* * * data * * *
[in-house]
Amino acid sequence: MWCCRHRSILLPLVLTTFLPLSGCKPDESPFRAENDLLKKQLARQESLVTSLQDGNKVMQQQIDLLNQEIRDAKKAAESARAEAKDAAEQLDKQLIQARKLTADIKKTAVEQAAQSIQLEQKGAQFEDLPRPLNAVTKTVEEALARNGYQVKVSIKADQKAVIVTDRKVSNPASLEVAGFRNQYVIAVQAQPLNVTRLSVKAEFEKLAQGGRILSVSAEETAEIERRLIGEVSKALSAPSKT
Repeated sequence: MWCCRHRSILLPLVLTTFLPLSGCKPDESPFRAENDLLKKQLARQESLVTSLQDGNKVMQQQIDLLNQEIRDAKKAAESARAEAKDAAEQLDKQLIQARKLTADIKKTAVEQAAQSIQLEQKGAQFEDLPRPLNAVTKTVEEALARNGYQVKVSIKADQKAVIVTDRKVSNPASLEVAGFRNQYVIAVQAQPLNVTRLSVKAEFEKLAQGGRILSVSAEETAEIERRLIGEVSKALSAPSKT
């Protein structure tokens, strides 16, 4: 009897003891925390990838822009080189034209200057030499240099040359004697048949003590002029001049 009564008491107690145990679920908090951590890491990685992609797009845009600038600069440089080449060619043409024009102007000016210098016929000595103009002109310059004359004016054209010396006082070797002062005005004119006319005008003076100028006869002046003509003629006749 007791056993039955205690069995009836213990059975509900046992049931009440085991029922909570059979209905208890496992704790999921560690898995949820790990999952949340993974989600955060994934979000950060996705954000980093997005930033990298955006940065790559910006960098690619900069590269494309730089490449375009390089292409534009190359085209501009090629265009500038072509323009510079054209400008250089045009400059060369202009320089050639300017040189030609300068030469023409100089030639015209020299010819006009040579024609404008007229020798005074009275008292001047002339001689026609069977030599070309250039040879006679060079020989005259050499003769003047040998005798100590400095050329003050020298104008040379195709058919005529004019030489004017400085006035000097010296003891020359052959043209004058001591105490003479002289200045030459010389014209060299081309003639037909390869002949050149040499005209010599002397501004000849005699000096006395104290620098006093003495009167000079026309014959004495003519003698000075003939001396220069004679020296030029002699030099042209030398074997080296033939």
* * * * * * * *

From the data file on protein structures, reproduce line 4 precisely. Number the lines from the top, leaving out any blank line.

């Protein structure tokens, strides 16, 4: 009897003891925390990838822009080189034209200057030499240099040359004697048949003590002029001049 009564008491107690145990679920908090951590890491990685992609797009845009600038600069440089080449060619043409024009102007000016210098016929000595103009002109310059004359004016054209010396006082070797002062005005004119006319005008003076100028006869002046003509003629006749 007791056993039955205690069995009836213990059975509900046992049931009440085991029922909570059979209905208890496992704790999921560690898995949820790990999952949340993974989600955060994934979000950060996705954000980093997005930033990298955006940065790559910006960098690619900069590269494309730089490449375009390089292409534009190359085209501009090629265009500038072509323009510079054209400008250089045009400059060369202009320089050639300017040189030609300068030469023409100089030639015209020299010819006009040579024609404008007229020798005074009275008292001047002339001689026609069977030599070309250039040879006679060079020989005259050499003769003047040998005798100590400095050329003050020298104008040379195709058919005529004019030489004017400085006035000097010296003891020359052959043209004058001591105490003479002289200045030459010389014209060299081309003639037909390869002949050149040499005209010599002397501004000849005699000096006395104290620098006093003495009167000079026309014959004495003519003698000075003939001396220069004679020296030029002699030099042209030398074997080296033939």